You're thinking about the agenda for tomorrow's meeting. You're sorting through candidates for the staff vacancy. You're remembering to get arugula at the fresh market. You're debating which movie to see tonight. You're wondering why this person is taking forever to make a simple point.

Most of all, you're deciding what to say in response. You're thinking, thinking, thinking. Smart people love to think. You do, don't you?

Bright people also tend to make judgments—lots of them, in rapid fire. So as another person is talking, you are making judgments about her intelligence, her knowledge, her diction, and maybe a few other things we won't go into here.

Finally, smart people are typically busy people. You probably have a lot of issues and decisions you need to address. It is tempting to think about these things whenever you have a few seconds.

Given the ubiquity of smart phones, you are also likely to be sending a text message or scrolling down your email or checking the progress of Frosty the Snowstorm on weather.com. You may even think you can multitask successfully. Hey, we're all a little delusional.

The big problem with all this is that people do notice it. At this very moment some of them are silently complaining to themselves that you don't listen. They may even be complaining aloud to one another. From that, they easily conclude that you don't care about their ideas.

Now if you're as smart as you think you are, you'll identify listening skills as an opportunity for self-improvement, and you will do something about it. There are lots of resources out there: books, tapes, videos, coaching. Our Master Class is one of many; we describe four levels of good listening, and we set forth an eight-step process for what we term affirmative listening.

The important thing is to do something. Otherwise people will get the sense that you think you already know everything, and you and I already know that isn't the case. We do, don't we?

How Much Is People Engagement Really Worth?

How Much Is People Engagement Really Worth?

What is the value of people engagement?

In terms of dollars and cents, what does it return?

Those questions have long bedeviled organizations of all kinds and their leaders. We got the answer a couple of weeks ago, when Apple Inc. announced its quarterly results. Apple, as you know, is a company with deep people engagement.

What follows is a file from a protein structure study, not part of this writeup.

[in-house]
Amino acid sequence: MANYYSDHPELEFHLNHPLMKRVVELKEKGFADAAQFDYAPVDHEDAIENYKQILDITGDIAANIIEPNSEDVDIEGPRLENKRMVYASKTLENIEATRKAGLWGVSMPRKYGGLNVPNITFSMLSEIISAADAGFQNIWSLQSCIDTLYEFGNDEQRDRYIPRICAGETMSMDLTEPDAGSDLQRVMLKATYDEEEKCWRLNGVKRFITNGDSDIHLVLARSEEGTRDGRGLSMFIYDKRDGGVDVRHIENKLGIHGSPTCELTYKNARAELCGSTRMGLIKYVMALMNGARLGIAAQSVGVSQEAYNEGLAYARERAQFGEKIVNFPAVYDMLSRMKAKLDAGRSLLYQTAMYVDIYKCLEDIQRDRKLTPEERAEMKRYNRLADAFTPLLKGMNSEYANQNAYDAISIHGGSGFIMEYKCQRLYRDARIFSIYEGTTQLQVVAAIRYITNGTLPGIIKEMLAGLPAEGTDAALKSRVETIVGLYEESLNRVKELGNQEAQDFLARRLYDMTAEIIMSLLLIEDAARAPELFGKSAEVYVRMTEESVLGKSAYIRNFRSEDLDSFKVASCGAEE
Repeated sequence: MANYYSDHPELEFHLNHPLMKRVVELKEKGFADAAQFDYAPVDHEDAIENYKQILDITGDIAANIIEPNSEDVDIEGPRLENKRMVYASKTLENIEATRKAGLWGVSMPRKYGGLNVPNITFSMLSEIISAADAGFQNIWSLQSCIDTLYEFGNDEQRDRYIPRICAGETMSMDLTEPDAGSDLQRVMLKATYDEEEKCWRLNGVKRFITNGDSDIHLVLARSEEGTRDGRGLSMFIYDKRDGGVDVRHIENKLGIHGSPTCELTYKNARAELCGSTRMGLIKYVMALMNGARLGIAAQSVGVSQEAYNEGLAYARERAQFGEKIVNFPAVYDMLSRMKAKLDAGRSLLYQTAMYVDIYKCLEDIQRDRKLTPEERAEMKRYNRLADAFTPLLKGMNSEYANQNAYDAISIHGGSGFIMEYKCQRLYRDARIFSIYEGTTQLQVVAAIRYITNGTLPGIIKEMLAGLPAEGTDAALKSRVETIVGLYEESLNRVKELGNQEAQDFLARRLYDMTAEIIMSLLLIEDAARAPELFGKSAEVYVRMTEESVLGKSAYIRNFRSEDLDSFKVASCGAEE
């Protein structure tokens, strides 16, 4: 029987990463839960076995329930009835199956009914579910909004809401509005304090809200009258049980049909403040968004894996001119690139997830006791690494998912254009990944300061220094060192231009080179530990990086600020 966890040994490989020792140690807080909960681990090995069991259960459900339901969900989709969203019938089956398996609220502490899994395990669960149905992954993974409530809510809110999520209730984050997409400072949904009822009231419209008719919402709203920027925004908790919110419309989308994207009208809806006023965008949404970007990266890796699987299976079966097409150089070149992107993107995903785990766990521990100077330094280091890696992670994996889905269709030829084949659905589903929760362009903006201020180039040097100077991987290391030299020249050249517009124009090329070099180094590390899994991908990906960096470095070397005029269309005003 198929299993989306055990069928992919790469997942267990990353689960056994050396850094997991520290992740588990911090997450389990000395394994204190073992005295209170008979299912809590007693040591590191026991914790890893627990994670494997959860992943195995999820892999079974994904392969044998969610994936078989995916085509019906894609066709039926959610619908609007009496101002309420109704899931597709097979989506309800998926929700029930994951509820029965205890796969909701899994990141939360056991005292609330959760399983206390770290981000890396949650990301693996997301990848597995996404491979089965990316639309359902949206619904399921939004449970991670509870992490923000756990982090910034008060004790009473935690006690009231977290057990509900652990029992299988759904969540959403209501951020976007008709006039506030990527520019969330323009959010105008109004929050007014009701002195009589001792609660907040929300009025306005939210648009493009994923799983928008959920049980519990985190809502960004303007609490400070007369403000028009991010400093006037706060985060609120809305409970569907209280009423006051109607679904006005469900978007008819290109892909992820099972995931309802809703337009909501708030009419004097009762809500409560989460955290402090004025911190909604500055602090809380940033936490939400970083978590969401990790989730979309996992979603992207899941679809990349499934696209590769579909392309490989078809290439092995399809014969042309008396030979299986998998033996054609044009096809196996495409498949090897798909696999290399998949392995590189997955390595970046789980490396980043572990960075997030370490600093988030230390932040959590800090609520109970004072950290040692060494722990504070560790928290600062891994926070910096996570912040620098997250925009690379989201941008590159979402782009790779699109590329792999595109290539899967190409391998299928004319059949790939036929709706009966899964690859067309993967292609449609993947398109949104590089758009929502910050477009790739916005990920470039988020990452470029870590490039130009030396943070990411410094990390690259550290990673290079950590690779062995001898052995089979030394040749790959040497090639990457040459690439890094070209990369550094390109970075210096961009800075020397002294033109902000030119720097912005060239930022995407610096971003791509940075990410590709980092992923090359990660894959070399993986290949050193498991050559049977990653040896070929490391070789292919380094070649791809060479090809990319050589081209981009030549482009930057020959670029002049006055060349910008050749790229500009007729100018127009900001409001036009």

The answer is staggering. It is far, far more than any of us — including yours truly — had ever imagined. Far more.

Imagine being able to raise your prices and then sell many more, a great many more, of whatever you're bringing to the marketplace. That's exactly what Apple is doing.

It boosted the price of its iPhones by 10 percent — keep in mind, they were never cheap — and then proceeded to sell more than 61 million units in three months, for an increase of 40 percent from the year-earlier period.

I hope you own some Apple stock. This torrid rate of sales is enabling Apple to boost its dividend by 11 percent and its stock buyback by $50 billion, from $90 billion to $140 billion. You read correctly. Such an incredible feat is possible because Apple is sitting on $193 billion in reserves.

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A True Story of a Skunk At My Feet

A True Story of a Skunk At My Feet

One balmy evening after dusk I was relaxing on the patio with my legs outstretched. Crickets had begun to sing, and Venus was slipping toward the western horizon. I had enjoyed another productive day. Everything was perfect. I wanted nothing to change.

Just then I noticed a small animal of some sort off to the right. It was already dark, so I couldn't quite make out what it was. Slowly approaching me, the furry thing waddled right up to my shoes and stopped.

You can imagine my horror when I realized the animal wasn't a feral cat, and it wasn't a squirrel. Nor was it a raccoon or a possum. It was a skunk, a polecat. I kid you not. For minutes that seemed like hours, it sat on its haunches just inches from my feet. I was never so perfectly still in my entire life. I didn't breathe. I didn't swallow. I didn't blink.

In an instant I went from wanting nothing to change to wanting everything to change, immediately and radically. Yet I could do nothing. If I had so much as burped, this little beast would have fouled the entire neighborhood. Everything within a quarter mile would have stunk for days. I could only wait it out, in perfect stillness and utter silence.

Eventually the skunk moved on, and I could exhale and blink again. Five minutes later I felt a sneeze coming on, and I prayerfully thanked the heavenly stars that I had not sneezed while my uninvited guest was sniffing at my feet.